How to Embrace, Not Fear, Being Alone

    Courtesy of Nir and Far

Source: Courtesy of Nir and Far

In a 2014 survey of 2,000 adults, one in three said they were afraid of being alone: ​​40 percent of women and 35 percent of men.

The world is full of distractions that keep us from feeling alone even when we are not in the physical presence of another person. Although no study identifies social media as a cause of depression and feelings of isolation — in fact, social media can be a tool to combat loneliness — it, along with texting, television, and video games, can prevent us from embracing loneliness.

Ironically, the more we undermine the quality of time through distraction alone, the more we cripple our ability to be alone—and fuel our fear of it. Giving in to the fear of being alone perpetuates a cycle of loneliness.

fear of being alone

The fear of being alone can be debilitating.

It potentially influences our choices for ourselves in negative ways: we do whatever it takes to escape the perceived pain of being alone. We might try to fill our loneliness by filling our time with people or activities we don’t really enjoy, including fickle friendships or throwing ourselves headlong into romantic relationships that aren’t good for us.

Some studies show that the fear of being alone causes us to prioritize relationship status over relationship quality, leading to unhealthy partnerships.

On the other hand, embracing quality solitude can improve your relationships.

At Michael Easter the comfort crisis, Matthew Bowker, Ph.D., professor of psychology at Medaille College, a book about stepping out of your comfort zone in search of a more fulfilling life, says, “Building the ability to be alone is likely to make your interactions with others richer . Because you bring a person into the relationship who actually has something in them and is not just a connecting circuit that only thrives on others.”

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Learning the art of solitude or contented solitude also improves productivity, creativity, empathy, and happiness, and correspondingly decreases self-esteem The Comfort Crisis.

Remember: your thoughts are not your true self. Don’t let the fear of your own thoughts keep you from making some alone time. Many people mistakenly believe that the voice in their head is the most accurate representation of themselves, but it is not.

Don’t give undue importance to the chatter in your head. You don’t have to believe everything you think.

Schedule time with yourself

Practice creates masters.

The only way to overcome the fear of being alone is to face it with a new attitude.

You may decide that your fear of being alone is holding you back and that you want to become the kind of person who is comfortable with himself. Perhaps achieving that high level of independence or self-esteem is one of your highest values.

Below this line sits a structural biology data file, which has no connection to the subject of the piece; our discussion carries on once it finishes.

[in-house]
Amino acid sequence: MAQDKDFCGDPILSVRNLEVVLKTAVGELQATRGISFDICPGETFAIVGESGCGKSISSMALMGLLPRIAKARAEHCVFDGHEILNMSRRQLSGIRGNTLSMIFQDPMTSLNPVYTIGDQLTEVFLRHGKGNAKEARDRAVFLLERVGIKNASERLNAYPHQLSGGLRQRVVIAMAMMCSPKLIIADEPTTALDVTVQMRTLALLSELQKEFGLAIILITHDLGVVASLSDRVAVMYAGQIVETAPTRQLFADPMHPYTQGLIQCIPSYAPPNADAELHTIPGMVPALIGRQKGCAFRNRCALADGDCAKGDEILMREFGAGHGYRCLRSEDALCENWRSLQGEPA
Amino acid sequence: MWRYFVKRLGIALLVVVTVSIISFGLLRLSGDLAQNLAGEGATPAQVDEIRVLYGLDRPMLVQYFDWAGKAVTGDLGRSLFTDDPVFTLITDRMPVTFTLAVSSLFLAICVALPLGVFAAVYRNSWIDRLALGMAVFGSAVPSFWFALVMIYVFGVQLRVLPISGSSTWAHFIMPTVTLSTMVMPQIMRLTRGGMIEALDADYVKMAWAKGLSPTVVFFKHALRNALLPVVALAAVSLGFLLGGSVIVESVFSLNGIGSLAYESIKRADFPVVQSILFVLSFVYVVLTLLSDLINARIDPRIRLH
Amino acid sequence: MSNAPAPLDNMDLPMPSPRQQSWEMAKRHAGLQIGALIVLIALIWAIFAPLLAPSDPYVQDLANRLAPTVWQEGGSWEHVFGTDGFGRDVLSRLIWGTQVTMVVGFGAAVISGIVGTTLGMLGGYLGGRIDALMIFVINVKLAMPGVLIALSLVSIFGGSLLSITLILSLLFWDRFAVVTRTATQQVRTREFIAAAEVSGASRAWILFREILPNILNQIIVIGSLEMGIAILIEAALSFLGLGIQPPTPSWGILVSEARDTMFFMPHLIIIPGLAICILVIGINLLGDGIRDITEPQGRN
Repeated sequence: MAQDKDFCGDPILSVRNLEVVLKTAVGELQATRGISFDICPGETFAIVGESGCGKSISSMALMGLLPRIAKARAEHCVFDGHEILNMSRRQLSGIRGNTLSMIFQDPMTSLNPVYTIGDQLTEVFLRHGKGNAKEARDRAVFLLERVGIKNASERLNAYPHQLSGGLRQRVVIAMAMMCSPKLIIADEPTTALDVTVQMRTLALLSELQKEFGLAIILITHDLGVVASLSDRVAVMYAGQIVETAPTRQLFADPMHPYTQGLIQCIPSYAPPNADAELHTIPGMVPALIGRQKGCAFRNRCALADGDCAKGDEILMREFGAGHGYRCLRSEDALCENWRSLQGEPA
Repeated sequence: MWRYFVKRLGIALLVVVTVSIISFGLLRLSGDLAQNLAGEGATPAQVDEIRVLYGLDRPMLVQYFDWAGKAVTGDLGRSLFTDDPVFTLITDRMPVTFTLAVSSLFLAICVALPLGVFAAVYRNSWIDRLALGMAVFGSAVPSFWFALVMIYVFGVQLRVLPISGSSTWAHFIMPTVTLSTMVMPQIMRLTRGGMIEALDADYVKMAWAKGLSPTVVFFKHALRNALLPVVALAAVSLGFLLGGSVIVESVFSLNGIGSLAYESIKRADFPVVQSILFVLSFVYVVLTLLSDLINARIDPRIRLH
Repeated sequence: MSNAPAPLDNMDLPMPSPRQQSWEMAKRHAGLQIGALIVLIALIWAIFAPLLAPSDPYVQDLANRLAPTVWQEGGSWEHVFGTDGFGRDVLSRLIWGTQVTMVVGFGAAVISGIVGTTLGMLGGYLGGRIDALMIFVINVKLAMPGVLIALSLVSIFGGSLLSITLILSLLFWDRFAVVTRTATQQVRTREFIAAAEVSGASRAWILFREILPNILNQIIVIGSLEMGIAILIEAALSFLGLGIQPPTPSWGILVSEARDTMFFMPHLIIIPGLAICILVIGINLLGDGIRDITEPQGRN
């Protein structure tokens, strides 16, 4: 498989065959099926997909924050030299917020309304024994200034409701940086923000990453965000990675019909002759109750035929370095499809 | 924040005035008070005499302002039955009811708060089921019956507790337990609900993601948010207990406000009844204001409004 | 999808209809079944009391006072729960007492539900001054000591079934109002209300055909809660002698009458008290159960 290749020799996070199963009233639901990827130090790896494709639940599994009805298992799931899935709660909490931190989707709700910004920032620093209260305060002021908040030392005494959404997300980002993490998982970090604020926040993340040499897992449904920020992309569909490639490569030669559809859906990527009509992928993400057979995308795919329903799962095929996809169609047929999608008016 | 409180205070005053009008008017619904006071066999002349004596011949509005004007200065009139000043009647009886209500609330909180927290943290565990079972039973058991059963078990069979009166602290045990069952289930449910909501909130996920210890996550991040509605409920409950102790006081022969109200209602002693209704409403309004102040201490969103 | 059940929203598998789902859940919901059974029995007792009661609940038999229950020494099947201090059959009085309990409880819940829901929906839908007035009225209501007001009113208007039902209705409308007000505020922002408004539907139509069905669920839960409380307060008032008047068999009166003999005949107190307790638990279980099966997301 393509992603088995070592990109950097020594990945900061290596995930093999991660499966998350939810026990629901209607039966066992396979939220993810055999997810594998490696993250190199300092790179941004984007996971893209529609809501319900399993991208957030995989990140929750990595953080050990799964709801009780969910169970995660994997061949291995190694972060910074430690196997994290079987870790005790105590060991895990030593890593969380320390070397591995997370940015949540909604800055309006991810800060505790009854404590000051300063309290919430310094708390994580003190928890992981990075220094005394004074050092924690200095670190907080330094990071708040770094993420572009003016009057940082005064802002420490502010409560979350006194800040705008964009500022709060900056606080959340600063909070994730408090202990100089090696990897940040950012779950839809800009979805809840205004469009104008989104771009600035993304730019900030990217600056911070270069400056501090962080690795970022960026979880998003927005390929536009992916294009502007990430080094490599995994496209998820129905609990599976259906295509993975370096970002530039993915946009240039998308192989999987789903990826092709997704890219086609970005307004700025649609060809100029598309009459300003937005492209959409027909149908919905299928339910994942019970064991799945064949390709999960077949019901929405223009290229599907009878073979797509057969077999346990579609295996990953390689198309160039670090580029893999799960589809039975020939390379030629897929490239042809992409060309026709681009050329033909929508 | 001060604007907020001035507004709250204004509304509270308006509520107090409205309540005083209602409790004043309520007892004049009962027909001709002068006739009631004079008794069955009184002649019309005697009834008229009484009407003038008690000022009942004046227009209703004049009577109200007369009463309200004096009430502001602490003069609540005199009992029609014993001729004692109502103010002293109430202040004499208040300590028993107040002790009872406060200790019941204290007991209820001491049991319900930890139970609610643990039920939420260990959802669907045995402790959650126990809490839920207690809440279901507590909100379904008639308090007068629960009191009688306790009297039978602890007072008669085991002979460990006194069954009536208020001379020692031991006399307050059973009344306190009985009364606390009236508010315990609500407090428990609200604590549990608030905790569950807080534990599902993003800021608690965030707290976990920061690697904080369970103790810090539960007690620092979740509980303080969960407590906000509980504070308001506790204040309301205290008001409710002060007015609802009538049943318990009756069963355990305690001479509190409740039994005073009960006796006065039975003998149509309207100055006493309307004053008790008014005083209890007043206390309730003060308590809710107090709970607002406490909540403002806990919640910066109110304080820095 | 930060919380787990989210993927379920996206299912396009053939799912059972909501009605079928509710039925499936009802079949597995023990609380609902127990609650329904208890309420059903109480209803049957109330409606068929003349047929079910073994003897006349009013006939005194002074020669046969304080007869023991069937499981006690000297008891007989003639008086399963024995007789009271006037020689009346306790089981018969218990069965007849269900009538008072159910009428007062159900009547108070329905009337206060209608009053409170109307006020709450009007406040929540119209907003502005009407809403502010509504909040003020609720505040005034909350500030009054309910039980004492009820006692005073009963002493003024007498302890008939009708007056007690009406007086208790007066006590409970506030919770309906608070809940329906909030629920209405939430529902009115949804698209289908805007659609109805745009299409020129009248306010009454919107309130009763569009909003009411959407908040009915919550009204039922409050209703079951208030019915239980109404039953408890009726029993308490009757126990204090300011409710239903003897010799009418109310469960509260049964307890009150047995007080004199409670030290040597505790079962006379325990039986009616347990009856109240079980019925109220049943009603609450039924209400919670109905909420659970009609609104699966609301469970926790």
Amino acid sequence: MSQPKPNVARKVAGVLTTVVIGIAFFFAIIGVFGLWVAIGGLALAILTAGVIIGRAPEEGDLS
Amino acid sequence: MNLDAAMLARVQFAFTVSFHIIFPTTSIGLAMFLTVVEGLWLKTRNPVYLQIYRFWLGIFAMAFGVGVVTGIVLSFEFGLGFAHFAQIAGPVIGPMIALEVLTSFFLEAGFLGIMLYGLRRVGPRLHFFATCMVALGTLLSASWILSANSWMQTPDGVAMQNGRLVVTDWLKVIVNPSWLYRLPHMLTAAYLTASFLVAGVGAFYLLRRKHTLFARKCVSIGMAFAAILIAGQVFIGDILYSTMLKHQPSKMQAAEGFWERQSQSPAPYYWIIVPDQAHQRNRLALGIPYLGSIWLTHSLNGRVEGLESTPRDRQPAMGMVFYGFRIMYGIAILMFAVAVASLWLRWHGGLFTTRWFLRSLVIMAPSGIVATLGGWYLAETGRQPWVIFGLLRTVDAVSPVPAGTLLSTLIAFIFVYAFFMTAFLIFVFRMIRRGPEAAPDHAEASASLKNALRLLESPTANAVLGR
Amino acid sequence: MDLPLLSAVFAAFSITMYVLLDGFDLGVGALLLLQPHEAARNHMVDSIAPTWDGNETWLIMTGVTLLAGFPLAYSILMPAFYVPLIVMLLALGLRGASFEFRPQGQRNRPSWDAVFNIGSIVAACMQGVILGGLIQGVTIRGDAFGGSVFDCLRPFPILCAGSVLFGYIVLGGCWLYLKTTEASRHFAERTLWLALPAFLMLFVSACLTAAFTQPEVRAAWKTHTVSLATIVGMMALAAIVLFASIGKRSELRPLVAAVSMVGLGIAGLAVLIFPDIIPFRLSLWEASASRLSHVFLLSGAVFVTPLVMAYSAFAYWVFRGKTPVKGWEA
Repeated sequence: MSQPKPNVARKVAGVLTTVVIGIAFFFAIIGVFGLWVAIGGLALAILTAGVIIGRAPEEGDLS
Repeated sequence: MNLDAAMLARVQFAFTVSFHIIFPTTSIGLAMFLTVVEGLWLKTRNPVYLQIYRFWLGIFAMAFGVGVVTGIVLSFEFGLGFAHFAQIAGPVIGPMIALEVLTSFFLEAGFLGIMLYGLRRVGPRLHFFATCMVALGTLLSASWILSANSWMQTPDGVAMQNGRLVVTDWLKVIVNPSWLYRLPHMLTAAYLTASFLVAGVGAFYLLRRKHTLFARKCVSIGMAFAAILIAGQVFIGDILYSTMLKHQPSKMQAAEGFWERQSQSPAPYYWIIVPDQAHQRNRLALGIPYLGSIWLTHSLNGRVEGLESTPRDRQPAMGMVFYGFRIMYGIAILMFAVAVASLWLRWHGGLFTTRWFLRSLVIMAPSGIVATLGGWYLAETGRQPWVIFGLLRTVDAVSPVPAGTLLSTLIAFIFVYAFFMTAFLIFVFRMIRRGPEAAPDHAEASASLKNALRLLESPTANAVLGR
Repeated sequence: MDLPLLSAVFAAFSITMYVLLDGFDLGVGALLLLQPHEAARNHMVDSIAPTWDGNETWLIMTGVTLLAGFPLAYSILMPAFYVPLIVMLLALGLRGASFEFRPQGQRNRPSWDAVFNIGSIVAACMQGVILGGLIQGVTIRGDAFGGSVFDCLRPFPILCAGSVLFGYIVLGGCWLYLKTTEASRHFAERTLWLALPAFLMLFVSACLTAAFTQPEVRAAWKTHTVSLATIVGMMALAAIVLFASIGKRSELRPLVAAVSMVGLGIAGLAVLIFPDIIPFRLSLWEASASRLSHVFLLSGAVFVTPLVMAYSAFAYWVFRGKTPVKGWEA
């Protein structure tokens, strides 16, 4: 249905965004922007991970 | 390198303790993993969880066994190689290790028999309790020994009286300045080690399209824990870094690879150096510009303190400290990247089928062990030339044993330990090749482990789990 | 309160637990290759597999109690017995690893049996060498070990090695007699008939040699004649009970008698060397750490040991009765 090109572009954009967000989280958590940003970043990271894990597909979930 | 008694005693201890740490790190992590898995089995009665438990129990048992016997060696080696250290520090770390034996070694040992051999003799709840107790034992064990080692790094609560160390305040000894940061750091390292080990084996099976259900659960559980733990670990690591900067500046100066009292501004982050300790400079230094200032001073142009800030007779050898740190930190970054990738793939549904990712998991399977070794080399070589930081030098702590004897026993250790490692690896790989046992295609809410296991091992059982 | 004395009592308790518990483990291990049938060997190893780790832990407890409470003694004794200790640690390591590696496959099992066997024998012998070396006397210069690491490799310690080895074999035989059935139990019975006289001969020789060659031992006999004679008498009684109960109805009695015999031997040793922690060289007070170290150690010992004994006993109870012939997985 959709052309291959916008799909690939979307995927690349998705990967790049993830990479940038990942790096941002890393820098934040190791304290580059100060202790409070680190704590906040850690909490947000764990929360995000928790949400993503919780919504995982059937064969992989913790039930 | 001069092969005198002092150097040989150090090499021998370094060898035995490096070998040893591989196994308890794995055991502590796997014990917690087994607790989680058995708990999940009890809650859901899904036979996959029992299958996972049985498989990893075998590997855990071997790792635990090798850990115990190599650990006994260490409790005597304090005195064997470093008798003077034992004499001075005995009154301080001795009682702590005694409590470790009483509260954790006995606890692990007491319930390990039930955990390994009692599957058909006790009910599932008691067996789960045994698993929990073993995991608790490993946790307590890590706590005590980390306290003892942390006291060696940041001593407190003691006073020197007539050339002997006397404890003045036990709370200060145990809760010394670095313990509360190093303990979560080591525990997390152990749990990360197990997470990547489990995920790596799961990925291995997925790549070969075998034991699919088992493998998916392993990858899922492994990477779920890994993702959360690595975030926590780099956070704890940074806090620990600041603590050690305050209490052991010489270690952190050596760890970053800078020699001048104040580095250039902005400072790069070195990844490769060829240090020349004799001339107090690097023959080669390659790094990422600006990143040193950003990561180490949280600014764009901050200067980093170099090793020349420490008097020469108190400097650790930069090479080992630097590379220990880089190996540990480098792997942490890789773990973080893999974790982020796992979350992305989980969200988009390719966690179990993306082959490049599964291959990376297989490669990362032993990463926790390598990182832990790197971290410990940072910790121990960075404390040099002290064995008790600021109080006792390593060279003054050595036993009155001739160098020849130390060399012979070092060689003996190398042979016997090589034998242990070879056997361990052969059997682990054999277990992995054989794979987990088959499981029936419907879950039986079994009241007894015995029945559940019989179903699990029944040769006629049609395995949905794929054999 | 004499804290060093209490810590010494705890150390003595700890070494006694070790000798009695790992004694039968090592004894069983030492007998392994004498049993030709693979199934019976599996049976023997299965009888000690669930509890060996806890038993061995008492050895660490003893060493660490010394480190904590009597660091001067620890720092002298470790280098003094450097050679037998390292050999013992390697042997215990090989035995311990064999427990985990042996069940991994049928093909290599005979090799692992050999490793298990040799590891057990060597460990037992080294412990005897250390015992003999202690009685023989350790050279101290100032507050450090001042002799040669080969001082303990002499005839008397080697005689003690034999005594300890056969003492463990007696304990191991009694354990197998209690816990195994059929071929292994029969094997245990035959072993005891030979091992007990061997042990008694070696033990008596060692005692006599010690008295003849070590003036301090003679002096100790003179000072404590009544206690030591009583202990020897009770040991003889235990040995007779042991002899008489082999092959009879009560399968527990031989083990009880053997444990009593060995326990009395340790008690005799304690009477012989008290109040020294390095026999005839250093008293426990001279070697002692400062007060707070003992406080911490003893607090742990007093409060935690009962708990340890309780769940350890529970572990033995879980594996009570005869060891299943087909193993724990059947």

If so, find and plan space for it in your timebox calendar. Timeboxing, a technique I explore in my book IndistractableIt’s about identifying your values ​​- the qualities of the person you want to become – and making sure they’re represented on your calendar.

Decide how much time you want to spend alone each week. Scheduling even 15 minutes alone is a step forward. Maybe use this time for a morning brain dump in a journal. Or maybe you need 30 minutes to an hour to walk alone. (shhh: Both are considered “good breaks” that rejuvenate you during the workday.) Or take a few hours to have dinner alone or go on an adventure.

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look inside

Only when we understand our discomfort with being alone can we begin to control it and find better ways to deal with negative urges.

If you’re uncomfortable with being alone, don’t let that internal trigger or negative feeling drive you to distractions like turning on the TV or opening TikTok. Instead, use these four steps to master internal triggers:

  1. Concentrate on that discomfort.
  2. Write down how it makes you feel. It’s important to realize that discomfort isn’t necessarily a bad thing. It doesn’t always have to be relieved. It can be used like rocket fuel to propel us forward. Instead of looking for the easiest way to free ourselves from pain, we can look within to understand what drives our desire to escape our feelings. What are we avoiding by not spending time with ourselves, even if we know it’s something we want to do?
  3. Be curious about your emotions. If you are uncomfortable with being alone, how does it affect you? Do you feel belly butterflies? Do you wonder what everyone else is doing? Do you breathe evenly or quickly?
  4. Beware of borderline moments or transitions from one thing to another when we are particularly prone to distraction. One way to combat borderline moments is to use the 10-minute rule, also known as “surfing the urge.” If you try to spend some alone time but really don’t enjoy it, tell yourself it’s okay to give up, but not for another 10 minutes. And maybe when those 10 minutes are up, the discomfort won’t seem so overwhelming.
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As Oliver Burkeman wrote The guard“It’s a curious truth that negative emotions dissipate when gently attended to – but positive ones permeate.”

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